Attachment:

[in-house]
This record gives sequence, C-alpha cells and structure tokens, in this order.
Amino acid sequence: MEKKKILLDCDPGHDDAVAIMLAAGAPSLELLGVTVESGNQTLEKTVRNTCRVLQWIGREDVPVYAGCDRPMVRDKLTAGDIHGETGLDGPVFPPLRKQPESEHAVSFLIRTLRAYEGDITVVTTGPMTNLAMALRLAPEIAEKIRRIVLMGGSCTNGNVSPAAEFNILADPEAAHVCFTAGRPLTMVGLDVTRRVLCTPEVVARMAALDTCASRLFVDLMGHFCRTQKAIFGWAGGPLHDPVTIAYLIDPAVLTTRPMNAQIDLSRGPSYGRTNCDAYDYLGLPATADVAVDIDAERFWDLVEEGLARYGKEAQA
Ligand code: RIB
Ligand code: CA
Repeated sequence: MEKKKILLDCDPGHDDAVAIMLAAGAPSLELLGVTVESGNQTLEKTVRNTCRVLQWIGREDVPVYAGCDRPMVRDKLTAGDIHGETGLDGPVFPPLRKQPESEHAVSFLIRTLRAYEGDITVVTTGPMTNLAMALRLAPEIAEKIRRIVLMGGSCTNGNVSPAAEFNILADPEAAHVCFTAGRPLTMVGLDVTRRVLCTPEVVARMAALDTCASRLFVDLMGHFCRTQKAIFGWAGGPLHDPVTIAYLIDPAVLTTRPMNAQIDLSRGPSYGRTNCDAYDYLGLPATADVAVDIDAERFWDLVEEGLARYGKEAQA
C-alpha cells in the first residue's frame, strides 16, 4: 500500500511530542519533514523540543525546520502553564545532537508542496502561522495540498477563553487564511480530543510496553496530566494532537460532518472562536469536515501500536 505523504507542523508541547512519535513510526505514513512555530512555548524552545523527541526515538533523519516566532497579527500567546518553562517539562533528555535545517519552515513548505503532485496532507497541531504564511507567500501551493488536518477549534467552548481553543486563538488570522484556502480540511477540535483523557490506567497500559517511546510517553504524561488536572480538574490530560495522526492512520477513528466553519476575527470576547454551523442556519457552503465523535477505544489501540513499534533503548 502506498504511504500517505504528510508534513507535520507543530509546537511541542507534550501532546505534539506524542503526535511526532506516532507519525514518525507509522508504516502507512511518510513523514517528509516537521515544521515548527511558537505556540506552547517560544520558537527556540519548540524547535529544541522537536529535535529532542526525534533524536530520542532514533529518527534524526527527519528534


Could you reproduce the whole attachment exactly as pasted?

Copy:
[in-house]
This record gives sequence, C-alpha cells and structure tokens, in this order.
Amino acid sequence: MEKKKILLDCDPGHDDAVAIMLAAGAPSLELLGVTVESGNQTLEKTVRNTCRVLQWIGREDVPVYAGCDRPMVRDKLTAGDIHGETGLDGPVFPPLRKQPESEHAVSFLIRTLRAYEGDITVVTTGPMTNLAMALRLAPEIAEKIRRIVLMGGSCTNGNVSPAAEFNILADPEAAHVCFTAGRPLTMVGLDVTRRVLCTPEVVARMAALDTCASRLFVDLMGHFCRTQKAIFGWAGGPLHDPVTIAYLIDPAVLTTRPMNAQIDLSRGPSYGRTNCDAYDYLGLPATADVAVDIDAERFWDLVEEGLARYGKEAQA
Ligand code: RIB
Ligand code: CA
Repeated sequence: MEKKKILLDCDPGHDDAVAIMLAAGAPSLELLGVTVESGNQTLEKTVRNTCRVLQWIGREDVPVYAGCDRPMVRDKLTAGDIHGETGLDGPVFPPLRKQPESEHAVSFLIRTLRAYEGDITVVTTGPMTNLAMALRLAPEIAEKIRRIVLMGGSCTNGNVSPAAEFNILADPEAAHVCFTAGRPLTMVGLDVTRRVLCTPEVVARMAALDTCASRLFVDLMGHFCRTQKAIFGWAGGPLHDPVTIAYLIDPAVLTTRPMNAQIDLSRGPSYGRTNCDAYDYLGLPATADVAVDIDAERFWDLVEEGLARYGKEAQA
C-alpha cells in the first residue's frame, strides 16, 4: 500500500511530542519533514523540543525546520502553564545532537508542496502561522495540498477563553487564511480530543510496553496530566494532537460532518472562536469536515501500536 505523504507542523508541547512519535513510526505514513512555530512555548524552545523527541526515538533523519516566532497579527500567546518553562517539562533528555535545517519552515513548505503532485496532507497541531504564511507567500501551493488536518477549534467552548481553543486563538488570522484556502480540511477540535483523557490506567497500559517511546510517553504524561488536572480538574490530560495522526492512520477513528466553519476575527470576547454551523442556519457552503465523535477505544489501540513499534533503548 502506498504511504500517505504528510508534513507535520507543530509546537511541542507534550501532546505534539506524542503526535511526532506516532507519525514518525507509522508504516502507512511518510513523514517528509516537521515544521515548527511558537505556540506552547517560544520558537527556540519548540524547535529544541522537536529535535529532542526525534533524536530520542532514533529518527534524526527527519528534